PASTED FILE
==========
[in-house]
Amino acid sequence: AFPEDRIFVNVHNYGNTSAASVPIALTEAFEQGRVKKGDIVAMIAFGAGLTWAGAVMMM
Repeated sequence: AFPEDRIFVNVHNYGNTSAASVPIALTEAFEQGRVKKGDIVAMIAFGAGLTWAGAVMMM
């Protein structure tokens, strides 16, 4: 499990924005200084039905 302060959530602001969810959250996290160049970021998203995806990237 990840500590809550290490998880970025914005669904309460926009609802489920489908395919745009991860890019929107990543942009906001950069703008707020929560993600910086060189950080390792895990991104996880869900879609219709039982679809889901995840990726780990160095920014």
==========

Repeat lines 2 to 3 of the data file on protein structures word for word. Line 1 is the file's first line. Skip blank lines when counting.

Amino acid sequence: AFPEDRIFVNVHNYGNTSAASVPIALTEAFEQGRVKKGDIVAMIAFGAGLTWAGAVMMM
Repeated sequence: AFPEDRIFVNVHNYGNTSAASVPIALTEAFEQGRVKKGDIVAMIAFGAGLTWAGAVMMM